Crutches are medical devices designed to aid in ambulation, by transferring body weight from the legs to the torso and arms. They are mainly used to assist individuals with lower extremity injuries and/or neurological impairment. This activity describes the types of crutches, their indications, and contraindications and highlights the role of the interprofessional team in proper evaluation and training of patients needing ambulatory devices.
Patients can receive training for different gait patterns depending on their current injury and coordination level.
One crutch gait: This pattern utilizes only one crutch. Crutch positioning is on the side of the uninjured lower extremity. The crutch and the injured leg are advanced forward. Then the uninjured leg proceeds while the crutch supports the user’s weight.
Two-point gait: The left crutch and right leg move forward followed by the right crutch and left leg.
Three-point gait: This is the most used technique. The left and right crutch along with the injured leg are both advanced while the uninjured leg supports the body weight. Next, the uninjured leg is advanced.
Four-point gait: This technique provides the most support. The left crutch is advanced followed by the right leg, right crutch and at last the left leg.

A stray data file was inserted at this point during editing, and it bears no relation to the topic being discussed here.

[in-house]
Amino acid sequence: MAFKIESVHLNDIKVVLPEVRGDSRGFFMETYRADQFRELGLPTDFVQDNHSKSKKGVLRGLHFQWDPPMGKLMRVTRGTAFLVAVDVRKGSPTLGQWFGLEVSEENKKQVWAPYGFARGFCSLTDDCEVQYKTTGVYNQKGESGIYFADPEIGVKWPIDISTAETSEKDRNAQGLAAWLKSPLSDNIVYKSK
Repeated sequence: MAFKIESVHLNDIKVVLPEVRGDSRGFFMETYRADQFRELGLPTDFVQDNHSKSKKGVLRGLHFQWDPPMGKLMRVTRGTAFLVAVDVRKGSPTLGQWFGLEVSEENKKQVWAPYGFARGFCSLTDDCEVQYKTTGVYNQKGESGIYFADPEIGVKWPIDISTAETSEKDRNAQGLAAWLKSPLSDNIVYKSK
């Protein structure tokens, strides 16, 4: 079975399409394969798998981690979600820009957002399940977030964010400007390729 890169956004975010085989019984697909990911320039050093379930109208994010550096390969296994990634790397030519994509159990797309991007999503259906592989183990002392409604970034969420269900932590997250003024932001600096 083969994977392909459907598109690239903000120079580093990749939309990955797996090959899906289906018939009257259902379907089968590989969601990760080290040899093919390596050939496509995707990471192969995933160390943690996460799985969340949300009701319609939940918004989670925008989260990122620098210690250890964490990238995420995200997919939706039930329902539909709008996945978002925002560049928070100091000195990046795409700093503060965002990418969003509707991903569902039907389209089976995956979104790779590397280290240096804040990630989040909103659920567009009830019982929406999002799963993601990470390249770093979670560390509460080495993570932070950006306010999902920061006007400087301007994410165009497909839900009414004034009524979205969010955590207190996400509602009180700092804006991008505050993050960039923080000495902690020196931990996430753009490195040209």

Swing-to gait: The left and right crutch are advanced. Then the left and right legs are advanced.
What are the different types of crutches?
There are a few types of crutches you might need:
- Underarm (axillary) crutches: Underarm crutches are the most common type of crutch. They have a padded top that fits under your arm below your armpit, a straight frame and a handgrip.
- Forearm crutches: You might see these crutches referred to as elbow crutches. They’re usually shorter than underarm crutches. Forearm crutches have a supportive cuff that fits around the back of your upper arm just above your elbow and a handgrip.
- Gutter crutches: Gutter crutches are less common than the other types. They have a padded pocket on top of a straight pole. You rest your forearms in the pocket and hold onto the attached handgrip at the front of the gutter.
How do I stand with crutches?
Follow these tips for standing up with crutches:
- Stand up straight with the crutches placed slightly in front of your body and slightly apart on either side.
- Don’t lean your weight on the underarm supports. Use the handgrips to support your weight.
- Leaning your weight on your armpits can make you less stable. It can also hurt your shoulder joints and the nerves and blood vessels under your arms. Putting weight on your shoulders will also tire you faster while using your crutches.